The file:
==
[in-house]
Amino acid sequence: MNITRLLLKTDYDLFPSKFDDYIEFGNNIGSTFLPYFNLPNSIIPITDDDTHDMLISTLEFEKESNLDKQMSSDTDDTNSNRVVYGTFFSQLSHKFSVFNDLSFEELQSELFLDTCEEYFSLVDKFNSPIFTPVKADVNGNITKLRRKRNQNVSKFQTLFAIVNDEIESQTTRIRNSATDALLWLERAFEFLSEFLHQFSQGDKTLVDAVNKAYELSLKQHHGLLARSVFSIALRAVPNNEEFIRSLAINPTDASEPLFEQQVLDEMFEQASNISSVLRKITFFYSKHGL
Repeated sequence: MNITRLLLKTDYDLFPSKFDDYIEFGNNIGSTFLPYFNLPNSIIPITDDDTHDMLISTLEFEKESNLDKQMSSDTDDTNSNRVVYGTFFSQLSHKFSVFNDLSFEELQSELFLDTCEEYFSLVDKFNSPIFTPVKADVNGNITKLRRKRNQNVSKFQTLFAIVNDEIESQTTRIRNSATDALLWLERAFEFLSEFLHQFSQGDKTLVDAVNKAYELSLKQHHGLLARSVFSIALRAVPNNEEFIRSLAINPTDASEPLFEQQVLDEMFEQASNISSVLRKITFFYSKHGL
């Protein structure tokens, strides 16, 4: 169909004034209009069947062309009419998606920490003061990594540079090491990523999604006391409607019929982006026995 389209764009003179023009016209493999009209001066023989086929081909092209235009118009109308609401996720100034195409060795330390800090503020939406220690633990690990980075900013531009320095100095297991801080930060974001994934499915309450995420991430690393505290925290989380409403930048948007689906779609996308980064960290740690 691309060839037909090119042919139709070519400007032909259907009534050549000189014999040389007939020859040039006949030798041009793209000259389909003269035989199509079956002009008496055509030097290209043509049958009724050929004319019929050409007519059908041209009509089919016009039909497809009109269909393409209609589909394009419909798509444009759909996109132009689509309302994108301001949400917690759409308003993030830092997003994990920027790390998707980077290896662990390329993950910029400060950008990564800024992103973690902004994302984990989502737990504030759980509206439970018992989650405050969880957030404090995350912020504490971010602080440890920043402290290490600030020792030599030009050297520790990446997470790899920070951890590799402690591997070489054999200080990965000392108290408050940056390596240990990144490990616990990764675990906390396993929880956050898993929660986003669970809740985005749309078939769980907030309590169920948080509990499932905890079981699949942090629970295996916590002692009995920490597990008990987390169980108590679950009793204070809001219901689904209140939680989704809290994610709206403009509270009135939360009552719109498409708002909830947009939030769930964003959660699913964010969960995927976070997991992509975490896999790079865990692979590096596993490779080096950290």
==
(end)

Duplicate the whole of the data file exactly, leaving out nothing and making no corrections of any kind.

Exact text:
[in-house]
Amino acid sequence: MNITRLLLKTDYDLFPSKFDDYIEFGNNIGSTFLPYFNLPNSIIPITDDDTHDMLISTLEFEKESNLDKQMSSDTDDTNSNRVVYGTFFSQLSHKFSVFNDLSFEELQSELFLDTCEEYFSLVDKFNSPIFTPVKADVNGNITKLRRKRNQNVSKFQTLFAIVNDEIESQTTRIRNSATDALLWLERAFEFLSEFLHQFSQGDKTLVDAVNKAYELSLKQHHGLLARSVFSIALRAVPNNEEFIRSLAINPTDASEPLFEQQVLDEMFEQASNISSVLRKITFFYSKHGL
Repeated sequence: MNITRLLLKTDYDLFPSKFDDYIEFGNNIGSTFLPYFNLPNSIIPITDDDTHDMLISTLEFEKESNLDKQMSSDTDDTNSNRVVYGTFFSQLSHKFSVFNDLSFEELQSELFLDTCEEYFSLVDKFNSPIFTPVKADVNGNITKLRRKRNQNVSKFQTLFAIVNDEIESQTTRIRNSATDALLWLERAFEFLSEFLHQFSQGDKTLVDAVNKAYELSLKQHHGLLARSVFSIALRAVPNNEEFIRSLAINPTDASEPLFEQQVLDEMFEQASNISSVLRKITFFYSKHGL
């Protein structure tokens, strides 16, 4: 169909004034209009069947062309009419998606920490003061990594540079090491990523999604006391409607019929982006026995 389209764009003179023009016209493999009209001066023989086929081909092209235009118009109308609401996720100034195409060795330390800090503020939406220690633990690990980075900013531009320095100095297991801080930060974001994934499915309450995420991430690393505290925290989380409403930048948007689906779609996308980064960290740690 691309060839037909090119042919139709070519400007032909259907009534050549000189014999040389007939020859040039006949030798041009793209000259389909003269035989199509079956002009008496055509030097290209043509049958009724050929004319019929050409007519059908041209009509089919016009039909497809009109269909393409209609589909394009419909798509444009759909996109132009689509309302994108301001949400917690759409308003993030830092997003994990920027790390998707980077290896662990390329993950910029400060950008990564800024992103973690902004994302984990989502737990504030759980509206439970018992989650405050969880957030404090995350912020504490971010602080440890920043402290290490600030020792030599030009050297520790990446997470790899920070951890590799402690591997070489054999200080990965000392108290408050940056390596240990990144490990616990990764675990906390396993929880956050898993929660986003669970809740985005749309078939769980907030309590169920948080509990499932905890079981699949942090629970295996916590002692009995920490597990008990987390169980108590679950009793204070809001219901689904209140939680989704809290994610709206403009509270009135939360009552719109498409708002909830947009939030769930964003959660699913964010969960995927976070997991992509975490896999790079865990692979590096596993490779080096950290």